Is North Korea’s nuclear weapons development a sign of Thucydides Trap?Mon, Sep 11, 2017
International symposium on nuclear revolution, international politics, and U.S. foreign policy
Waseda University’s Center for Positive/Empirical Analyses of Political Economy of MEXT’s Top Global University Project welcomed Professor James D. Fearon from Stanford University to present his most recent views on nuclear revolution, international politics, and American foreign policy in the Northeast Asian region at an international symposium held on July 29th. Professor Fearon has been the leading scholar in the field of international relations since the 1990s, who indeed has transformed the entire academic research on inter-state wars as well as domestic conflicts.
North Korea’s intercontinental ballistic missile (ICBM) test conducted for the second time on July 28, just a day before the symposium, exemplifies the ever-heightening threat of nuclear crises for the Northeast Asian region and even against the United States. This situation is altering the fundamentals of international politics, and an elaborate discussion on the current state of international affairs, especially the US involvement in Asia, which obviously has a salient policy relevance, is increasingly warranted.
In the field of international relations, concepts such as the “balance of power,” which focus on the sheer distribution of power among states, are still widely used. For example, Graham Allison, a famous Harvard Professor, has advanced a sensational “prediction” that the United States and China are destined to go to war, calling their tension as the “Thucydides Trap,” a metaphor which describes the relationship between ancient Sparta and Athens.
Pitted against such a view, Professor Fearon stated critically that there is no “Thucydides Trap” in a nuclear age, because the nuclear revolution has fundamentally changed the nature of politics among the major powers. Professor Fearon stressed that the conventional balance of power politics has faded away and added that, although some competitions between major powers may still exist, the arms race has ended in its significance and the way alliances work has also changed in its effect. In a nuclear world, relative military capabilities, such as the number of tanks, do not matter anymore, at least not in the same way as before. Accordingly, the essence of alliance politics has begun to shift away from the aggregation of conventional military capabilities to the prevention of nuclear proliferation.
“Policy makers as well as international relations scholars have continued to grasp security issues of Northeast Asia in pre-nuclear terms, and thus seem to have misunderstood the regional political environment. In a nuclear world, a major power can easily ensure its territorial integrity and basic political autonomy, albeit some costs and risks remaining, such as those of losing control of nuclear weapons and increased odds of nuclear terrorism in big cities. For Northeast Asia, the question is whether the frictions based on nationalism can be contained small enough to avoid serious crises and arms race, which might foster a stronger appetite for states to develop nuclear weapons.”
Following the lecture, a roundtable discussion was held, and Keichiro Asao (member of the House of Representatives), Yuko Ando (journalist), Narugshige Michishita (Professor, National Graduate Institute for Policy Studies), and Kenneth Schultz (Professor, Stanford University) were asked to share their views on the theme of the symposium.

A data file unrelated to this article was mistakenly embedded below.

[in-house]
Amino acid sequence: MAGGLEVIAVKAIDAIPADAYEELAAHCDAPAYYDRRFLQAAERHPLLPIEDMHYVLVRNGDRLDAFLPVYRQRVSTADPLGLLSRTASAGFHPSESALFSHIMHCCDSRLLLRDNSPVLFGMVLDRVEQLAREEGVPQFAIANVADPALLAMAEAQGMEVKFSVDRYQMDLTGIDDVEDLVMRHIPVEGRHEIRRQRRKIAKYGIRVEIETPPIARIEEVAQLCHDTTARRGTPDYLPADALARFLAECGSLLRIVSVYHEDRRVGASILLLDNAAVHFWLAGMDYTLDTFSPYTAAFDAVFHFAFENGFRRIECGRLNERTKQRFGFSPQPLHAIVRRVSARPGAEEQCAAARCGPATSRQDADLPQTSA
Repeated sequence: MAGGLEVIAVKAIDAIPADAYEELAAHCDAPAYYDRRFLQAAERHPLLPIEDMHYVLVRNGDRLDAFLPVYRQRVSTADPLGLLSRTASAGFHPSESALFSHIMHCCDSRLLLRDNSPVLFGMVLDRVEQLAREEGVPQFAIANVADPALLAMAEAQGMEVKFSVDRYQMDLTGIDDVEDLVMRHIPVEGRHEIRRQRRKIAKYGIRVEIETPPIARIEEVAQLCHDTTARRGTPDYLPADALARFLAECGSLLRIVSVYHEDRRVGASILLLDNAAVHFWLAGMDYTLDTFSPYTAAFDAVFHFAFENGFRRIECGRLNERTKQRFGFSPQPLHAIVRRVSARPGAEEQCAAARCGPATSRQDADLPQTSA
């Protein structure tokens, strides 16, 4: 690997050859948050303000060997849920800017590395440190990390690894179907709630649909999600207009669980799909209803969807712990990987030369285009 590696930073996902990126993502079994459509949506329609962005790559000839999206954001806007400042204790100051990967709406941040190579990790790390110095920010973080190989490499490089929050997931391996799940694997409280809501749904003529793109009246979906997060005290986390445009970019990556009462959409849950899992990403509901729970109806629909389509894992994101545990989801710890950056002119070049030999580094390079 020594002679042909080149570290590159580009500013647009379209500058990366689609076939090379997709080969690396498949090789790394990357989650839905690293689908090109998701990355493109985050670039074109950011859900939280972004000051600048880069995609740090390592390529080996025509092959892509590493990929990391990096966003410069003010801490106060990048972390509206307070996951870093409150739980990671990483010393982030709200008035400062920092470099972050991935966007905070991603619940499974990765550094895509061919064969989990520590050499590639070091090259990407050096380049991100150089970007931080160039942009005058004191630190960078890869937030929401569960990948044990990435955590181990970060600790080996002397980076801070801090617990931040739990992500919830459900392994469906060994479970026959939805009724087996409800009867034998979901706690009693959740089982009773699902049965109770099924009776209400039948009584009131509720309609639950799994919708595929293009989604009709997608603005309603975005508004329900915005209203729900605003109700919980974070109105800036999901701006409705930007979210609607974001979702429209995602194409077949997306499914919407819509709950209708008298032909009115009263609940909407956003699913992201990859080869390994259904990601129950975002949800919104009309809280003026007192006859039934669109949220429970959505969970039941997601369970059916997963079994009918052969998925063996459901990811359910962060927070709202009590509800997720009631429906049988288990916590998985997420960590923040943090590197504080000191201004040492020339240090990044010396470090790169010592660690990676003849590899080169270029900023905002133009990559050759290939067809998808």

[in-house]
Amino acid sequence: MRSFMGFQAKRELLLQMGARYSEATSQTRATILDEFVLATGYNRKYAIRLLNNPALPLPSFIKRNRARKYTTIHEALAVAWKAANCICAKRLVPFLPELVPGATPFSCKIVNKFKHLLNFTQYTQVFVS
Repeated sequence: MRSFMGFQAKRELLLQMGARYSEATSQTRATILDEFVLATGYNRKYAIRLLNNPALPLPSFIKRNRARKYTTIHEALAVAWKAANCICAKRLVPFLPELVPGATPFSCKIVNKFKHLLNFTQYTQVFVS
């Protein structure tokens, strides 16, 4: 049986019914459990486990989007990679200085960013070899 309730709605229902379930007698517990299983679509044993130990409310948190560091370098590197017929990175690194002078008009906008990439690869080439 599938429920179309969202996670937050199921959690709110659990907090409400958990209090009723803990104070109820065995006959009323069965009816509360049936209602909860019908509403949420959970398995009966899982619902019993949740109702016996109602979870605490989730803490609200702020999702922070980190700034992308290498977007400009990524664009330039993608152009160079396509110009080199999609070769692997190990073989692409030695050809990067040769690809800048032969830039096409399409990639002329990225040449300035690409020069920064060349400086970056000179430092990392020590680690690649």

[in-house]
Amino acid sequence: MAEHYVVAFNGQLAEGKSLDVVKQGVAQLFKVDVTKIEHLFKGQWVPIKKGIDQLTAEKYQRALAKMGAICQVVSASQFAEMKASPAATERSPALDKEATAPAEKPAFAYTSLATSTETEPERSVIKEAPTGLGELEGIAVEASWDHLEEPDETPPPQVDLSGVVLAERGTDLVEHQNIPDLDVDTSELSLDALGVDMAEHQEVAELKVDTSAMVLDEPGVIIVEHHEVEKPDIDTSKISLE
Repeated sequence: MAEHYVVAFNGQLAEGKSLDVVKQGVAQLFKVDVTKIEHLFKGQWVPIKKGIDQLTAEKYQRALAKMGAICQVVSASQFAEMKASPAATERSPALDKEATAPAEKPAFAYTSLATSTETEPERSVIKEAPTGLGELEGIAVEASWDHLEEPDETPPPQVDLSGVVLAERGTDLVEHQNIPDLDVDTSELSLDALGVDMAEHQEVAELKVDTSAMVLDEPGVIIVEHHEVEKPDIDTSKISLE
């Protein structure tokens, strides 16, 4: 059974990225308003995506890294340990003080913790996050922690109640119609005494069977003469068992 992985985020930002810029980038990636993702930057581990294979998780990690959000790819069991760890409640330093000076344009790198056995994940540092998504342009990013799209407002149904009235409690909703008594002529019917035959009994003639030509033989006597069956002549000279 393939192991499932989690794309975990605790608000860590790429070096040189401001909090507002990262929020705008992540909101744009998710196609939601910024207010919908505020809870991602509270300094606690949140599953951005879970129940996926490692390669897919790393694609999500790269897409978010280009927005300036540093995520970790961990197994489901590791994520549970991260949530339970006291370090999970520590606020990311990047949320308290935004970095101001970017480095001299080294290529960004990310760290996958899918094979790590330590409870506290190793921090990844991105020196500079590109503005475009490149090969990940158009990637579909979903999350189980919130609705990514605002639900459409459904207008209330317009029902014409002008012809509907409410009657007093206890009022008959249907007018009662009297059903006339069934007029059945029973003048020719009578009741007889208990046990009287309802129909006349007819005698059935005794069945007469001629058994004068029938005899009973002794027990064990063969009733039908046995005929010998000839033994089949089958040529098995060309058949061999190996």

Michishita offered his insight that North Korea is trying to achieve proactive objectives by using nuclear weapons, both to bargain with the United States and other countries and to show off its advantage vis-a-vis South Korea. Asao, in his discussion on the US commitment to Northeast Asia, stated that the United States should start drawing clearly where the red line is, and once North Korea crosses it, they should face severe punishment before the tyrant regime actually gains a real capacity to fire nuclear weapons against cities in the United States. Ando pitched in her opinion that the North Korean leader Kim Jong Un most likely does not care about where this red line is because he believes that the only way to be an equal partner of the US is to possess nuclear weapons.
In response to these comments, Ken Schultz, who had just finished teaching an intensive summer course at Waseda, said that, “Nothing has happened because the reality is that there are very limited options for dealing with North Korea. The United States has never faced good or compelling options for coercing a change from this regime. Moreover, the United States right now has a government that I would characterize as nationalists and unstable to a certain extent. So, I am concerned with uncertainties associated with North Korea, as the United States continue its commitment to countries like Japan, South Korea, and elsewhere.”
Professor Fearon concluded the roundtable discussion with the following remarks. “I would definitely love to see a world without nuclear weapons. That’s my first best. But, we are in a situation now where that’s not the first best we can get to tomorrow or in the near future. You can only get to that in a world of happy, healthy, prosperous, stable, relatively open, transparent government. But even then, that doesn’t mean you can’t have intense nationalist disputes between democracies over contested territories. Moreover, nuclear risk becomes higher when you try to disarm or go to zero. It’s not going to work to just hold up your hands.”